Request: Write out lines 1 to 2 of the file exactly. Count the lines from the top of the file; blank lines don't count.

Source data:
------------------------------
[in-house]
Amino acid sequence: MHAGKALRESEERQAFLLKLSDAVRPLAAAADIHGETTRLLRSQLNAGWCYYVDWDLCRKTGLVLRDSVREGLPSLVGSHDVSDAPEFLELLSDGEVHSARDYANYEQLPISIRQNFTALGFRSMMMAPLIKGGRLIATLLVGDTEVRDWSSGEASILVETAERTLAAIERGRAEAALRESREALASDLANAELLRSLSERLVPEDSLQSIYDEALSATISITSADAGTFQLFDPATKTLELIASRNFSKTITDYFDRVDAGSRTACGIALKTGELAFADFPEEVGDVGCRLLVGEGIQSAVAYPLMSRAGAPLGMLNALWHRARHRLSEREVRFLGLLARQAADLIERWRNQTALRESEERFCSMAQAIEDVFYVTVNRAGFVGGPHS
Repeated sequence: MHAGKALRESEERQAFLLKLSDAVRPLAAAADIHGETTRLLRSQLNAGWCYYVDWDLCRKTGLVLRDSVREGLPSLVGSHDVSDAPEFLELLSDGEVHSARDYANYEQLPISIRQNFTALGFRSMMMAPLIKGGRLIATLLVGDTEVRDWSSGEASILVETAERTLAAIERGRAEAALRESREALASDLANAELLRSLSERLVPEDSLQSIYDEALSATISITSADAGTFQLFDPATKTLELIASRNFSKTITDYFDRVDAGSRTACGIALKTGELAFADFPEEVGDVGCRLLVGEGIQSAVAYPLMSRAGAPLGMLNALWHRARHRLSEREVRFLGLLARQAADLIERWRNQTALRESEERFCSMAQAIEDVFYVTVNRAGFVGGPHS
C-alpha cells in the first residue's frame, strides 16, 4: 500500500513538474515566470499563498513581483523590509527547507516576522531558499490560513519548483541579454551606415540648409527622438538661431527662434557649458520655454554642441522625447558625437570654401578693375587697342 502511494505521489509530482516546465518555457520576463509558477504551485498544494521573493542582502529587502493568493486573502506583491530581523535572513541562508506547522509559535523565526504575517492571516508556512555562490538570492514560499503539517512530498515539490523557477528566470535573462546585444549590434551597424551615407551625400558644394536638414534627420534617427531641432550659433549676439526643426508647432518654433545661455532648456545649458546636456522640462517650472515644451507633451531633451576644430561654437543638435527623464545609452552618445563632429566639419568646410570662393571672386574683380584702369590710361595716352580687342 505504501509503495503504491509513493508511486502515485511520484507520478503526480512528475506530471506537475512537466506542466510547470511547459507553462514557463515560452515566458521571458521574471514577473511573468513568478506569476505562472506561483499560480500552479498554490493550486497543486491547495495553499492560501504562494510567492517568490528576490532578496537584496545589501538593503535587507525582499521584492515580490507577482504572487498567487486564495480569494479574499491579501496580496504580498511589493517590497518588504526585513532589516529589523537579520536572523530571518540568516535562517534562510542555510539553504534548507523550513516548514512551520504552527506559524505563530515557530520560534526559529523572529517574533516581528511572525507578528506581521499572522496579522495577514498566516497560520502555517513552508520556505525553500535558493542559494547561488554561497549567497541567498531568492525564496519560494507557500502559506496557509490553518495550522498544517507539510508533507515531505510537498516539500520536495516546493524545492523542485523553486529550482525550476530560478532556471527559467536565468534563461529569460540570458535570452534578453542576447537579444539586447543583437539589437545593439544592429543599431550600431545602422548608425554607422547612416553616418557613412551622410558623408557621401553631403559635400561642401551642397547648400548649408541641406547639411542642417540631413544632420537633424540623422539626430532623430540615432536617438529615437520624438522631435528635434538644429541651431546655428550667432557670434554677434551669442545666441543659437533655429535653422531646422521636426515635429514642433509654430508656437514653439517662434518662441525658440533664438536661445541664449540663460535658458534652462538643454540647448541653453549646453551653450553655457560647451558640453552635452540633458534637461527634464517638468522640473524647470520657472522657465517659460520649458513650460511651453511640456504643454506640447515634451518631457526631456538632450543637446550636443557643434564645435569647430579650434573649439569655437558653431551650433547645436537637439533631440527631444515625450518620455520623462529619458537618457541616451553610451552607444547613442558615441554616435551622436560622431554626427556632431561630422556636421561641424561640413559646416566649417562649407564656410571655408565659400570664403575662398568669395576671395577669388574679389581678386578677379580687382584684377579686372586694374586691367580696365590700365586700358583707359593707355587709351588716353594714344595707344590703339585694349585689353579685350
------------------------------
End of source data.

[in-house]
Amino acid sequence: MHAGKALRESEERQAFLLKLSDAVRPLAAAADIHGETTRLLRSQLNAGWCYYVDWDLCRKTGLVLRDSVREGLPSLVGSHDVSDAPEFLELLSDGEVHSARDYANYEQLPISIRQNFTALGFRSMMMAPLIKGGRLIATLLVGDTEVRDWSSGEASILVETAERTLAAIERGRAEAALRESREALASDLANAELLRSLSERLVPEDSLQSIYDEALSATISITSADAGTFQLFDPATKTLELIASRNFSKTITDYFDRVDAGSRTACGIALKTGELAFADFPEEVGDVGCRLLVGEGIQSAVAYPLMSRAGAPLGMLNALWHRARHRLSEREVRFLGLLARQAADLIERWRNQTALRESEERFCSMAQAIEDVFYVTVNRAGFVGGPHS